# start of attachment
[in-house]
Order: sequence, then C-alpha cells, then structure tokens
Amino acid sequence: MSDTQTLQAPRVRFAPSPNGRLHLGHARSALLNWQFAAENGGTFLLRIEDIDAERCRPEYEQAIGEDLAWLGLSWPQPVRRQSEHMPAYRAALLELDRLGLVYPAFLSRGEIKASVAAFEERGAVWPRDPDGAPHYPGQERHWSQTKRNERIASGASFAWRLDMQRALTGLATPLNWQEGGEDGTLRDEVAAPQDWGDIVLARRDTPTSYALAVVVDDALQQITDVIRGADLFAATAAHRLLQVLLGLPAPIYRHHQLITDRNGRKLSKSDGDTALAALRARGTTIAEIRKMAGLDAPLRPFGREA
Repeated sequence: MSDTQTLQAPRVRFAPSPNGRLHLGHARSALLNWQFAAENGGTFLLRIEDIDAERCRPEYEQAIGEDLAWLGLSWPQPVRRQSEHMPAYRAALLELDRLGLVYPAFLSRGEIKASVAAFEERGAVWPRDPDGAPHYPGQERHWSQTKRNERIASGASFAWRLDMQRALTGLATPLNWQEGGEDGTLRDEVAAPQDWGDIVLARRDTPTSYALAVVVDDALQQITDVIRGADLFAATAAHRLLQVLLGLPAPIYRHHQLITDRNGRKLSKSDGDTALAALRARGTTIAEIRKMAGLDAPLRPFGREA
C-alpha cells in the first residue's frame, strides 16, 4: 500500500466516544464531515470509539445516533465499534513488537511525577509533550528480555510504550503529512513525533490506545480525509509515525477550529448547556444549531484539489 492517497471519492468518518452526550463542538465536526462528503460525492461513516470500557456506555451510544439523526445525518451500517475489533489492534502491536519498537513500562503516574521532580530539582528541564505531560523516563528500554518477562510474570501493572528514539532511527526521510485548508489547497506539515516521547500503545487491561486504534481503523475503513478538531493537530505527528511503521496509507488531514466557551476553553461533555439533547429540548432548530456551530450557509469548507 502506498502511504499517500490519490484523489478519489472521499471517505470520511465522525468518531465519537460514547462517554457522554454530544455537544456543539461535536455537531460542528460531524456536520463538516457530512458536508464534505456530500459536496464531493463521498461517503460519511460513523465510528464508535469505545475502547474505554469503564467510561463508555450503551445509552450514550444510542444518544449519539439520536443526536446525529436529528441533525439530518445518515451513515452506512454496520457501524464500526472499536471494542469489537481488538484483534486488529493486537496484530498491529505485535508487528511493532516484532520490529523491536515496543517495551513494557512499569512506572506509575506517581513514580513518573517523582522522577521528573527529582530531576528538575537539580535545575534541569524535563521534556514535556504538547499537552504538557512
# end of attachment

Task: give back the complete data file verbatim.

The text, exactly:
[in-house]
Order: sequence, then C-alpha cells, then structure tokens
Amino acid sequence: MSDTQTLQAPRVRFAPSPNGRLHLGHARSALLNWQFAAENGGTFLLRIEDIDAERCRPEYEQAIGEDLAWLGLSWPQPVRRQSEHMPAYRAALLELDRLGLVYPAFLSRGEIKASVAAFEERGAVWPRDPDGAPHYPGQERHWSQTKRNERIASGASFAWRLDMQRALTGLATPLNWQEGGEDGTLRDEVAAPQDWGDIVLARRDTPTSYALAVVVDDALQQITDVIRGADLFAATAAHRLLQVLLGLPAPIYRHHQLITDRNGRKLSKSDGDTALAALRARGTTIAEIRKMAGLDAPLRPFGREA
Repeated sequence: MSDTQTLQAPRVRFAPSPNGRLHLGHARSALLNWQFAAENGGTFLLRIEDIDAERCRPEYEQAIGEDLAWLGLSWPQPVRRQSEHMPAYRAALLELDRLGLVYPAFLSRGEIKASVAAFEERGAVWPRDPDGAPHYPGQERHWSQTKRNERIASGASFAWRLDMQRALTGLATPLNWQEGGEDGTLRDEVAAPQDWGDIVLARRDTPTSYALAVVVDDALQQITDVIRGADLFAATAAHRLLQVLLGLPAPIYRHHQLITDRNGRKLSKSDGDTALAALRARGTTIAEIRKMAGLDAPLRPFGREA
C-alpha cells in the first residue's frame, strides 16, 4: 500500500466516544464531515470509539445516533465499534513488537511525577509533550528480555510504550503529512513525533490506545480525509509515525477550529448547556444549531484539489 492517497471519492468518518452526550463542538465536526462528503460525492461513516470500557456506555451510544439523526445525518451500517475489533489492534502491536519498537513500562503516574521532580530539582528541564505531560523516563528500554518477562510474570501493572528514539532511527526521510485548508489547497506539515516521547500503545487491561486504534481503523475503513478538531493537530505527528511503521496509507488531514466557551476553553461533555439533547429540548432548530456551530450557509469548507 502506498502511504499517500490519490484523489478519489472521499471517505470520511465522525468518531465519537460514547462517554457522554454530544455537544456543539461535536455537531460542528460531524456536520463538516457530512458536508464534505456530500459536496464531493463521498461517503460519511460513523465510528464508535469505545475502547474505554469503564467510561463508555450503551445509552450514550444510542444518544449519539439520536443526536446525529436529528441533525439530518445518515451513515452506512454496520457501524464500526472499536471494542469489537481488538484483534486488529493486537496484530498491529505485535508487528511493532516484532520490529523491536515496543517495551513494557512499569512506572506509575506517581513514580513518573517523582522522577521528573527529582530531576528538575537539580535545575534541569524535563521534556514535556504538547499537552504538557512